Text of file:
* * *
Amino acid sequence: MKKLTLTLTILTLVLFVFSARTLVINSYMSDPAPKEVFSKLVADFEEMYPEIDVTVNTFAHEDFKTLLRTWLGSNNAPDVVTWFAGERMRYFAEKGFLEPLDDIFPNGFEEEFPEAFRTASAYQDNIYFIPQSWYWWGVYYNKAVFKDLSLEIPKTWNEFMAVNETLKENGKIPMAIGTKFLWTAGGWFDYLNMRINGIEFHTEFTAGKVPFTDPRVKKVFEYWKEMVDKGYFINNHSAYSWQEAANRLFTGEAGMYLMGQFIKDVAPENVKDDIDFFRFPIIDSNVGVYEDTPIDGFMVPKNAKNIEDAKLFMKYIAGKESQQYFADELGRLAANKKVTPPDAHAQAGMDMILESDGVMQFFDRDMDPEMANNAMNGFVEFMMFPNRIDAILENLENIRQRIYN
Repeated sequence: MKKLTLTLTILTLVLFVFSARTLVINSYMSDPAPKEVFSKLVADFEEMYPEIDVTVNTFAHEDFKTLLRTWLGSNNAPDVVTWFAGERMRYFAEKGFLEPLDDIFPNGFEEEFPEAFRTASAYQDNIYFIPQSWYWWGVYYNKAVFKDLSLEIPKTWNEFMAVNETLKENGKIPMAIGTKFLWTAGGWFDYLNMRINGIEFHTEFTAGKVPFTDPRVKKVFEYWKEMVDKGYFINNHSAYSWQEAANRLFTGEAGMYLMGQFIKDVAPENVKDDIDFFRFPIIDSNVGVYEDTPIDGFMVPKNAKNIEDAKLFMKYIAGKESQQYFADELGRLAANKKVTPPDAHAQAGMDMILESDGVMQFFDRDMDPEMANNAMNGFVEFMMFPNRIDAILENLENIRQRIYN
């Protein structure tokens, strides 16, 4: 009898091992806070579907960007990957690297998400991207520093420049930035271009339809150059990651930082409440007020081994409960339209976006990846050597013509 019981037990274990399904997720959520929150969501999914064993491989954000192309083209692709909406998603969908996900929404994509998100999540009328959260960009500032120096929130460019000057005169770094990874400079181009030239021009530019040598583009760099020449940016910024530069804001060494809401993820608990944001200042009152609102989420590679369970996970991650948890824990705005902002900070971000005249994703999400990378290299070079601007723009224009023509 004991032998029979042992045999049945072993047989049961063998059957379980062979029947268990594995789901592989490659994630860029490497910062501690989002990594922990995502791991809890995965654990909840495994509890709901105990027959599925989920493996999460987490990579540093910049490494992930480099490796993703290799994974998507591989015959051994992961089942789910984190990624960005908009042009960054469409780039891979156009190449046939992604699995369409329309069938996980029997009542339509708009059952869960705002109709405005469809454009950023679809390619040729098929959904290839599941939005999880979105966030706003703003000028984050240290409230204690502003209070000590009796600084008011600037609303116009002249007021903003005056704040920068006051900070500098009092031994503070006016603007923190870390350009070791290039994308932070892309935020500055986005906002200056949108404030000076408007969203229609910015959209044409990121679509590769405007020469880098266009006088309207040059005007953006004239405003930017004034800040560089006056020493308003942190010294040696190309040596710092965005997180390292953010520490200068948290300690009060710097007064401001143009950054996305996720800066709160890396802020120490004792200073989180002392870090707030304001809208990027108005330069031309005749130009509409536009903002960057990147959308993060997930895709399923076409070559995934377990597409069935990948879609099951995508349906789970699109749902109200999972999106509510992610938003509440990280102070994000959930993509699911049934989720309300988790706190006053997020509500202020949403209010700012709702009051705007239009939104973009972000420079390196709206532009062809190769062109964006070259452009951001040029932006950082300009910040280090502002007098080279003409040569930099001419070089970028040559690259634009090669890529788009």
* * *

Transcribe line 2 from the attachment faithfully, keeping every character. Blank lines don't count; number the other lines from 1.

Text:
Repeated sequence: MKKLTLTLTILTLVLFVFSARTLVINSYMSDPAPKEVFSKLVADFEEMYPEIDVTVNTFAHEDFKTLLRTWLGSNNAPDVVTWFAGERMRYFAEKGFLEPLDDIFPNGFEEEFPEAFRTASAYQDNIYFIPQSWYWWGVYYNKAVFKDLSLEIPKTWNEFMAVNETLKENGKIPMAIGTKFLWTAGGWFDYLNMRINGIEFHTEFTAGKVPFTDPRVKKVFEYWKEMVDKGYFINNHSAYSWQEAANRLFTGEAGMYLMGQFIKDVAPENVKDDIDFFRFPIIDSNVGVYEDTPIDGFMVPKNAKNIEDAKLFMKYIAGKESQQYFADELGRLAANKKVTPPDAHAQAGMDMILESDGVMQFFDRDMDPEMANNAMNGFVEFMMFPNRIDAILENLENIRQRIYN